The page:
Ready for a break, he was preparing for an extended sabbatical in Italy, where his boyfriend was to play the lead in a production of “West Side Story.” But then the pandemic hit, and Owens found himself more-or-less stuck in Indiana. It was at this point that Whitney, on behalf of the IU Angel Network, approached him about Boost.
“I was looking for what that next adventure would be for me,” Owens said. “Not only did Ben and I click immediately and I understood his passion for the research and the app, but I was on the faculty at Butler University for five years and taught down at IU as well, and I knew firsthand what it looks like to try to build these learning management systems.”
And so a company was born, with Motz as co-founder and chief research officer, and Owens as co-founder and CEO. In addition to helping assemble Boost’s brain trust, Whitney and the IU Angel Network also helped drum up $110,000 in seed money.
But before any of this happened, Boost had already expanded across the entire IU statewide system, and into a select group of non-IU institutions as well.
“We did everything backwards,” Motz said. “We started by building research credibility for what this thing could do, then found that we needed to commercialize it, because it was too beneficial to just keep as a research platform.”
In effect, by the time Boost became a company in 2020, much of the hardest part of product development had already been accomplished. The “only” things left were raising capital and marketing the app to a wider audience.
“I’ve worked in a number of startups, and I’ve led a couple of them, and this has been one of the most straightforward, relatively speaking, and enjoyable processes for launching a company,” Owens said.
Boost has already signed up its first paying customers, a cadre of universities that will roll out the app this fall. The firm is also fast-tracking the product into K-12 programs, and will test it this fall in five to 10 school systems. How much it costs varies with the number of students a university serves. Most can typically buy Boost for south of $10,000, which allows the buyer to provide it as a “free” app to its entire student body. K-12 schools in the testing program are, understandably, charged much less.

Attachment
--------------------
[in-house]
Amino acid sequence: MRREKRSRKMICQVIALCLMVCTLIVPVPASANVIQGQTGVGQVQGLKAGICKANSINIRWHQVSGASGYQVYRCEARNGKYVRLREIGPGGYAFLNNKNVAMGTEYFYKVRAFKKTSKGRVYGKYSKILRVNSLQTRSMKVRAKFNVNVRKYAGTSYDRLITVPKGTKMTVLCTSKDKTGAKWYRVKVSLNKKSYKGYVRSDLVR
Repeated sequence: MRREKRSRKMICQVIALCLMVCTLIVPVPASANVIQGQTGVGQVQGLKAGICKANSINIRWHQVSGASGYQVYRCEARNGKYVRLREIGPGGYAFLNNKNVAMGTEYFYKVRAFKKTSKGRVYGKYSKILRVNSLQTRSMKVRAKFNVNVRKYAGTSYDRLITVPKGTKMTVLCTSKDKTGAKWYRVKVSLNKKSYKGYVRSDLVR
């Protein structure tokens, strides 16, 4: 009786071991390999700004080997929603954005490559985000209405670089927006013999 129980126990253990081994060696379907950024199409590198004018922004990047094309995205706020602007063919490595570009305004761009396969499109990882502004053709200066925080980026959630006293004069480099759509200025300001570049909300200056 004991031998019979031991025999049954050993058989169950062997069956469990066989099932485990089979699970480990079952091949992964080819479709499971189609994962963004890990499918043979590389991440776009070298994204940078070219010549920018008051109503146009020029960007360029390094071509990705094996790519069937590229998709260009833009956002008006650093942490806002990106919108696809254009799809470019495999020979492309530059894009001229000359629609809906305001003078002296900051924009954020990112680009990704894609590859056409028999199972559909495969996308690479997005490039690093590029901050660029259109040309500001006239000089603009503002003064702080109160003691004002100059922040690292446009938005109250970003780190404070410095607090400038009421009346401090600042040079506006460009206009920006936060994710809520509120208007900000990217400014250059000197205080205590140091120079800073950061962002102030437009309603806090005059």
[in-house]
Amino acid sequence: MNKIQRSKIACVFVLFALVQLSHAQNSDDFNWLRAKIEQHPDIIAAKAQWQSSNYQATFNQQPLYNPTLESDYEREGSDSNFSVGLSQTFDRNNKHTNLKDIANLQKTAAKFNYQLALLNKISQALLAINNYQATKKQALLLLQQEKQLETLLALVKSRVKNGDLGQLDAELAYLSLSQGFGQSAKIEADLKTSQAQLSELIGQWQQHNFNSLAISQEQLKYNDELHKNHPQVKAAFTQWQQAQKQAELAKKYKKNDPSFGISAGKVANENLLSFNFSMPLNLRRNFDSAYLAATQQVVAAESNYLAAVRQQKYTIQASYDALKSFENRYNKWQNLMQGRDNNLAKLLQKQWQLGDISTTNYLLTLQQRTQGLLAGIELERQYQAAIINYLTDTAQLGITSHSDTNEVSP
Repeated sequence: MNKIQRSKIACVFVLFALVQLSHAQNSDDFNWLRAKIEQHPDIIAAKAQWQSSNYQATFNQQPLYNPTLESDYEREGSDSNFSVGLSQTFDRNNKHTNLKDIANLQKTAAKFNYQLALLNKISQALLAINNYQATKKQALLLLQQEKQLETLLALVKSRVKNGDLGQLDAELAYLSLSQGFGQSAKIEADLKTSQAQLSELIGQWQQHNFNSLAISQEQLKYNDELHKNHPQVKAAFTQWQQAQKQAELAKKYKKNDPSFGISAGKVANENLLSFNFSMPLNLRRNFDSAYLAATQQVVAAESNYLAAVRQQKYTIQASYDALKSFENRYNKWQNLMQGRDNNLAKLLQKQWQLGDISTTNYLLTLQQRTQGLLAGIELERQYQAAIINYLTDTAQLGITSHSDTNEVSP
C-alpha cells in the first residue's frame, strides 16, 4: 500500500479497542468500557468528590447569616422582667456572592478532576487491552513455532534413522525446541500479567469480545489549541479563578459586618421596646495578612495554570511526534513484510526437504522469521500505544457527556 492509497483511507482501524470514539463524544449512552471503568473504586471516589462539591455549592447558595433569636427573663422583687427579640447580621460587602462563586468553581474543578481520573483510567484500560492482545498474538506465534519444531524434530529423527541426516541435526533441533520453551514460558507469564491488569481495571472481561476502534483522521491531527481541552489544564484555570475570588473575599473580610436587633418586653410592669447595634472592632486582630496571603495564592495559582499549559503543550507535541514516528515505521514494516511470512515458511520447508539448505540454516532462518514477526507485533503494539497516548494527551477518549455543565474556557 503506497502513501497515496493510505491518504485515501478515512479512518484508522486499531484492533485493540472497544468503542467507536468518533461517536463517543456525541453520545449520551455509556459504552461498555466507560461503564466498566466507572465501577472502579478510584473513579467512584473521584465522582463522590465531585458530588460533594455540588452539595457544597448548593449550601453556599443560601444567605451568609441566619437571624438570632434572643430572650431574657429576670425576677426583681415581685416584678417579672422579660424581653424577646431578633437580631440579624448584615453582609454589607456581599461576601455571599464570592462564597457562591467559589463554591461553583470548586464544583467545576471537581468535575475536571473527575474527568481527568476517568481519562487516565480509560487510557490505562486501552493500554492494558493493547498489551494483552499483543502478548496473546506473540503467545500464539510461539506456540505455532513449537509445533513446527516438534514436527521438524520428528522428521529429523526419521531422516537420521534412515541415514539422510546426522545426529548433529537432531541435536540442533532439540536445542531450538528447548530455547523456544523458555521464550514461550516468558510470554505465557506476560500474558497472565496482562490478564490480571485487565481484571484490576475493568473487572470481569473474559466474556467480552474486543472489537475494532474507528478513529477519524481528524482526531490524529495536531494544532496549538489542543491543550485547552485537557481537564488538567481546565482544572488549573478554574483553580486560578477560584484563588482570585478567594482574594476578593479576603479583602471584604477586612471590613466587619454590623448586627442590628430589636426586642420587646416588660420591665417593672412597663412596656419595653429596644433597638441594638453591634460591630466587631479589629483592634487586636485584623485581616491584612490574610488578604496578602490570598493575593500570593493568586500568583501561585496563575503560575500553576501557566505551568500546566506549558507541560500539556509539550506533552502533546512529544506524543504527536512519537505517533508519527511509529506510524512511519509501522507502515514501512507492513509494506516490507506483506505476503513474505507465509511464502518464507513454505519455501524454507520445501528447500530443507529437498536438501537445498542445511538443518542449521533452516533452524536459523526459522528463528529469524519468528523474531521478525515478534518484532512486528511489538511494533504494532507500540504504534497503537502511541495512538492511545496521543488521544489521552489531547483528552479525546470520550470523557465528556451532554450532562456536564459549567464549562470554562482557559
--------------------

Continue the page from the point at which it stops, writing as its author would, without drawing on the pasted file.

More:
“They pay a really, in the grand scheme of the education technology market, a very low cost to be able to offer the app to their students,” Owens said. “All students are then able to download it in both the Android and Apple app stores free of charge.”
The company also did a seed round of funding last December/January. Boost isn’t profitable yet, but Owens said its rate of cash burn is extremely modest—in part because its “offices” consist of space in a coworking facility called The Mill in Bloomington.
“A lot of these things happen typically over a two- to three-year period for a startup,” Owens said. “We’ve kind of hyper-condensed all that into the last three or four months. We’ve been very lucky and fortunate that all of this has come together.”
If all goes well and Boost catches on, Owens and Motz prophesied, the company could face an interesting decision in a few years.
“I think the way that we use data is really unique and really attractive to a lot of companies that are looking at that space,” Owens said. “So I think it’s entirely possible that, within the next five years, we could be merged with a larger education technology company that’s looking to offer a suite of solutions for students.”
In other words, they might follow the classic entrepreneurial tactic of creating a business, buffing it up and selling it to a larger concern for plenty of cash. But there’s also another scenario on the table. The first version of Boost collects data primarily on student assignments. But who says that has to be the end? What other extremely useful data about academics could it collect and mobilize to ease a student’s passage through academia?
And what might that data, collected from potentially thousands of institutions from the graduate level to kindergarten, be worth?
“There are so many ways that we can make that journey more fulfilling, and richer, and safer for students,” Owens said. “Boost has a unique opportunity to insert itself into that, and really become a large, leading voice in what that educational journey looks like for students.”•